The Peace or Navy Monument Washington D.C.
The 44 foot high white marble memorial was erected in 1877-1878 to
commemorate the naval deaths at sea during the American Civil War.
At the top of the monument, facing west, stand two classically robed female figures.
Grief holds her covered face against the shoulder of History and weeps in mourning.
History holds a stylus and a tablet that was inscribed "They died that their
country might live."
Below Grief and History, another life-size classical
female figure represents Victory, holding high a laurel wreath and carrying an
oak branch, signifying strength. Below her are the infant Mars, the god of war,
and the infant Neptune, god of the sea.
Facing the Capitol is Peace, a classical figure draped from the waist down and
holding an olive sprig. Below her are symbols of peace and industry. Opposite,
the symbols of science, literature, and art (including an angle, a gear, a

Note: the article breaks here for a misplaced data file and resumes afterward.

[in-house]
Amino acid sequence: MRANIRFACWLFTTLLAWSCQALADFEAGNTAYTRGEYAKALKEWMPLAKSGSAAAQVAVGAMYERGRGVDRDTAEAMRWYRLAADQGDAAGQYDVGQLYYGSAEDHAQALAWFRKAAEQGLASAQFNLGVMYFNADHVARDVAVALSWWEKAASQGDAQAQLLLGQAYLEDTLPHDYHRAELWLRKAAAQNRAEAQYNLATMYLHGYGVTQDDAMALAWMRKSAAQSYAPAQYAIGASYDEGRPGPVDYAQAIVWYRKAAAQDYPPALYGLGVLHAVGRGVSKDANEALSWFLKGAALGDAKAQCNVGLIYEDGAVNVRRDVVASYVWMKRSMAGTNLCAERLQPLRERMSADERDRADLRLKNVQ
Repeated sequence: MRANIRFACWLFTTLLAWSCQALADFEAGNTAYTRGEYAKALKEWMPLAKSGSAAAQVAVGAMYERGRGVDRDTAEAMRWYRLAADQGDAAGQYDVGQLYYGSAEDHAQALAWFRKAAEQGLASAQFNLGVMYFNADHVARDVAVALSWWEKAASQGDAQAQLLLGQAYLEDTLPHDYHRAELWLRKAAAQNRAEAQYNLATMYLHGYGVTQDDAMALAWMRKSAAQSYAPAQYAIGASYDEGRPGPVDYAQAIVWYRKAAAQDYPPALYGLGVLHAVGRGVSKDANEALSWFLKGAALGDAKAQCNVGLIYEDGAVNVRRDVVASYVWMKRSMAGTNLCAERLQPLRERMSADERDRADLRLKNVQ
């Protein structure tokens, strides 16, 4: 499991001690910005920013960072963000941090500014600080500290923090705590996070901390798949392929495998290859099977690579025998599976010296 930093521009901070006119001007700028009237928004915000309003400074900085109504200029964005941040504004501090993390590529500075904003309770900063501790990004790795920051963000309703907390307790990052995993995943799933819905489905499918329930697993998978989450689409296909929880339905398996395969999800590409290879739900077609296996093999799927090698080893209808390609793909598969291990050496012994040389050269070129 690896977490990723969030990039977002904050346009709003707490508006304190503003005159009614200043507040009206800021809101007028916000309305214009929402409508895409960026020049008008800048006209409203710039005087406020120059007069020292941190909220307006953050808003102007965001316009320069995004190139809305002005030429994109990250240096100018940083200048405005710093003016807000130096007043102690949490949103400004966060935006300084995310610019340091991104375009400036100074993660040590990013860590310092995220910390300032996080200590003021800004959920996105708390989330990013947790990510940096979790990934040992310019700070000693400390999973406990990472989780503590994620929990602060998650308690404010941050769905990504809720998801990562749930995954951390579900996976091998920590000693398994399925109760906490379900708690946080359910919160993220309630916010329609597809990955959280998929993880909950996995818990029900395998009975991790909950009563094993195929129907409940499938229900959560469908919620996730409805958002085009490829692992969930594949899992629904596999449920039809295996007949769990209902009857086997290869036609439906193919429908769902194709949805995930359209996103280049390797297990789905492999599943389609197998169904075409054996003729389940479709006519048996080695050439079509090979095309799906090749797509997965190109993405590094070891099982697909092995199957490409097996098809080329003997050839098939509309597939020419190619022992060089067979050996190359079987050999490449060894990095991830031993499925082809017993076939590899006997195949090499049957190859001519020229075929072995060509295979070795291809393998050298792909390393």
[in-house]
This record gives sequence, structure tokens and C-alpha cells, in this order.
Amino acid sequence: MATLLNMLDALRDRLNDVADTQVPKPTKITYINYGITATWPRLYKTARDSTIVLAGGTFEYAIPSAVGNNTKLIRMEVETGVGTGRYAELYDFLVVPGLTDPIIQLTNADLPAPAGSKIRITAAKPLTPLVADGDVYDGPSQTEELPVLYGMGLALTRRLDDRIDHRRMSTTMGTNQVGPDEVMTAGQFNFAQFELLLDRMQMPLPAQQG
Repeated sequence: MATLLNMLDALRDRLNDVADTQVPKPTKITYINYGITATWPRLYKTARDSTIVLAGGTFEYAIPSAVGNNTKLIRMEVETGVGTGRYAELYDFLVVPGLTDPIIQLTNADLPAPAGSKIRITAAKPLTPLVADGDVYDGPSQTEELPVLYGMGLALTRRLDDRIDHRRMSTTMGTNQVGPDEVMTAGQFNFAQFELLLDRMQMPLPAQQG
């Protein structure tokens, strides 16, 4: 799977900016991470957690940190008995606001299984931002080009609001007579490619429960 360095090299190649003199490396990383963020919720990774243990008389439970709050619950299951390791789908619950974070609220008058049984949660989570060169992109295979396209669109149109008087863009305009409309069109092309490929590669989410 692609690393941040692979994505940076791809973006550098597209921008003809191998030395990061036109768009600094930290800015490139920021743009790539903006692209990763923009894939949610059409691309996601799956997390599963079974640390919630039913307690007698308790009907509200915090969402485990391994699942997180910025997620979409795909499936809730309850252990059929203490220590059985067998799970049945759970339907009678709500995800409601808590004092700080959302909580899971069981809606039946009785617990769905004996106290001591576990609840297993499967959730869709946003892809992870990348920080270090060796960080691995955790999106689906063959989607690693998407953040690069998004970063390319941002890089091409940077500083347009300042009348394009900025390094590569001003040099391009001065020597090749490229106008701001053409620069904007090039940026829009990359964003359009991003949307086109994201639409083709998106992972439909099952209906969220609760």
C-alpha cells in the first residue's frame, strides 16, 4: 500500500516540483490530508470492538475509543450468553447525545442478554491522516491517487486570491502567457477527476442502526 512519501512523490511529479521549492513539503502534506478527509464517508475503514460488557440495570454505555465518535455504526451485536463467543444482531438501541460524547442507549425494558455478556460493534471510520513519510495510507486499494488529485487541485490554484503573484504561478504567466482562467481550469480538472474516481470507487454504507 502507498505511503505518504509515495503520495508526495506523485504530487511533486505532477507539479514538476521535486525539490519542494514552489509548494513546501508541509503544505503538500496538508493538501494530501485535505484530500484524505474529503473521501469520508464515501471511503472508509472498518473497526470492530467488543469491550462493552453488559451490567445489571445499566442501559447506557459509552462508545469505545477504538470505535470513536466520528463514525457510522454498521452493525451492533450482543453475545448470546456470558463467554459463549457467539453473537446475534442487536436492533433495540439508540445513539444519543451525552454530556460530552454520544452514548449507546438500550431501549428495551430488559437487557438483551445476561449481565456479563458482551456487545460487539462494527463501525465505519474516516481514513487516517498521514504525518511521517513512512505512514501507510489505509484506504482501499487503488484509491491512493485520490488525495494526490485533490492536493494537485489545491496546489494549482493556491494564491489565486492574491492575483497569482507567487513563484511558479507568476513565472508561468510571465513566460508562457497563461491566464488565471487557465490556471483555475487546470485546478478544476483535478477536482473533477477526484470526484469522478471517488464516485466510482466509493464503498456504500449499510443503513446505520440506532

book, and a pair of dividers) signify the progress of civilization that peace
At the corners of the monument, four marble globes are visually supported by
massive brackets. The fountain below, with a jet on each side, empties into
a quaterfoil-shaped basin. Its inscription reads: "In memory of the officers,
seamen and marines of the United States Navy who fell in defense of the Union
and liberty of their country, 1861 - 1865.
The Peace Monument, first intended for Annapolis, Maryland, was conceived by
Admiral David Dixon Porter, who had commanded fleets of gunboats and troop
transports during the war. Porter first sketched a simple design depicting
Grief and History; beginning in 1865, he raised funds from private contributors,
and the monument was commissioned from Simmons in 1871. The sculptor carved the
Carrara marble in Rome and worked directly with Admiral Porter on many changes
in the designs, including the addition of other figures. The architectural part
of the monument was made by the Bonanni Brothers of Carrara, Italy, under
Simmons's direction. The marble pieces were shipped to Washington in 1876;
in 1877 the monument was erected on the base of Maine blue granite and the
final figure, Peace, was set into place in January 1878.
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